Fairly recently, I documented one of Tokyo’s many old and rundown hotels. Like all such properties, they are bookable by anyone, but in reality they mostly cater to the city’s poor who sadly don’t have the means, or indeed the necessary documentation, to get better and considerably more secure accommodation.
The building below is one such place, and it has intrigued me for the longest time due to its truly unique appearance. In winter, it’s possible to see just how worse for wear it really is, but from spring onwards it almost completely disappears beneath the leaves of trees that now seem to be an integral part of the structure.
Whether it was still a functioning business, on the other hand, was always impossible to discern. It remained listed as open with rooms priced at ¥1,700 per night, which is quite a bit cheaper than the area’s going rate of ¥2,200. That said, there has never been any displayed information whatsoever, and apart from someone once going in and out when doing some electrical work, I’d never seen any signs of life beyond the botanical. Then, when recently photographing the freshly grown greenery, I got an answer. It is actually occupied, and by several people at the very least.
Woah that is one overgrown building!!
It really is. One of those sights that never fails to surprise no matter how many times you see it.
Ken Ulrich says
Whoa, this is one of the most amazing overgrowns in tokyo – actually generally- I’ve seen so far. I even run an jnsta on them: @tokyoovergrown
Yeah, it really is special even for a city that, as you know, isn’t short of such things. I’d love to know how far the growth has got inside, but there’s no way I can just wander in.
Sanya seems a really cheap area for that price. I’ve stayed in numerous hostels, capsule hotels and so on while traveling around and met many elderly Japanese living in these places temporarily (as they all say). I remember meeting a college professor who said he was divorced and estranged from her daughter. He’d buy sake every evening (nothing fancy, supermarket sake in a carton bottle!) and after I got back from my exploration in the city we’d have a drink and try to communicate with his broken English and my non-existent Japanese. I got the feeling they didn’t want to bother anyone and felt more independent there. C’est la vie!
Some of these kinds of places have made way for more standard lodgings, but it’s amazing how many still exist. They exist for a reason too. I guess they are always temporary anyway, as such precarious existences can easily change.
I’ve heard similar stories. Most Sanya residents are there due to circumstance beyond their control, but it seems there are still plenty who go there to escape, whether that be from people, unhappy circumstances, or tricky legal/financial situations. A whole other world…
Wow, this is incredible. You never fail to surprise and entertain me with these photos and stories, Lee, and they always, for a minute, take me right there. Thanks, as always, for sharing. I hope you’re well.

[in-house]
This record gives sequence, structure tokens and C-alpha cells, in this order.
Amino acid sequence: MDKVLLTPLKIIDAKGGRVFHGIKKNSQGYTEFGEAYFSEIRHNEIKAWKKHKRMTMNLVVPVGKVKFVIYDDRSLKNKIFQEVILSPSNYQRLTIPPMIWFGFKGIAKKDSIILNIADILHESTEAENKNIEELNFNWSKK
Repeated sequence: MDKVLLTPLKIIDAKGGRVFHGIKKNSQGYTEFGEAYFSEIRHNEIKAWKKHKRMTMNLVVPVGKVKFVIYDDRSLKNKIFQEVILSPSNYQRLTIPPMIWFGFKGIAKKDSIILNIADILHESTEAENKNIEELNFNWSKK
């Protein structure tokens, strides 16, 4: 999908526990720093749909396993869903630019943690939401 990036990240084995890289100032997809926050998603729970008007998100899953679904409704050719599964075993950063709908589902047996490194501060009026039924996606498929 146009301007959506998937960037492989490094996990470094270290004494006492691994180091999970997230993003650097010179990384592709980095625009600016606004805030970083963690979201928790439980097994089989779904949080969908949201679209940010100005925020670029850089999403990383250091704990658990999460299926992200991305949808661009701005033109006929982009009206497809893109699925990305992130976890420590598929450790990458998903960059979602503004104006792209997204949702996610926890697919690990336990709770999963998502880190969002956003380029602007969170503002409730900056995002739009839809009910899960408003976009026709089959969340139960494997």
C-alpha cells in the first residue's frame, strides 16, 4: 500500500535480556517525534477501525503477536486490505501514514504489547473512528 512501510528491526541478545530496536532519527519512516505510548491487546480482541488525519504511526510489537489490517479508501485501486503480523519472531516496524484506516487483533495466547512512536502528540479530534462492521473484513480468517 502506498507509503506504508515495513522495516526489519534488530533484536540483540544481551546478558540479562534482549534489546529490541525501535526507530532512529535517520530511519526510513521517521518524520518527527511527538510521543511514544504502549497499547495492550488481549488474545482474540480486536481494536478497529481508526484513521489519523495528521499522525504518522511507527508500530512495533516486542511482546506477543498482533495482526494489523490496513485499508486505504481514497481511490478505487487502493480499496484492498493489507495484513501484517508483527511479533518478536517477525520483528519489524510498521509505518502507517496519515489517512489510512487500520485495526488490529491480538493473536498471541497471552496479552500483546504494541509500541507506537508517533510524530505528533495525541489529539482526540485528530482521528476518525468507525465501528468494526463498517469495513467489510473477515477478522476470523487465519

Thank you very much. They surprise me too, so it’s good to be able to share them. Nice to know they manage to draw you in as well. All I can hope to do with a photo, so very encouraging to hear.
What a storybook building. A ghibliesque place if ever there was one.
Definitely one of the easier places to find on Street View. I just entered Sanya Tokyo. That centred on the Sanya Cafe and behind that is this house. It hasn’t changed since 2010 and has loads of fruit from Feb-Apr adorning it.
Seems it is a place for those who wish to disappear. This link offers a fascinating insight to what and who are within.
Oh, thanks for the link. Such a wonderful drawing, and the details of what lies within was a real surprise.
Yes, it’s primarily a day labourer area. Or it was, anyway. But that aspect, and the ability to get by without the regular types of identification, mean it’s also where people can go to escape if they want, or need to.
Bernadette Siobhan Loftus says
The nerd in me sees this as a beautiful, fantastical forest home full of magical creatures. The reality, I suppose, isn’t anyone’s idea of a fantasy. Still, what an amazing entrance! Thank you for showing the dark aspects of life with such beauty.
You are very welcome. Yes, it genuinely does offer that contrast of emotions. It’s truly special, and when abundantly green like this, really quite beautiful. But then like you said, there’s a real darkness there as well. Like life in general I guess…
I second everything Bernadette wrote!
The entrance reminded me of a tree house! Have to wonder how well the plumbing, etc still work. Saddens me that people live this way. And yet they are also resourceful to make the best of their circumstances in life.
It definitely has that quality. Quite unreal at this time of year. But yeah, it does make you wonder how well everything works, and what state a lot of the interior is in. Needs must I suppose, but it really shouldn’t be like that in such a rich country.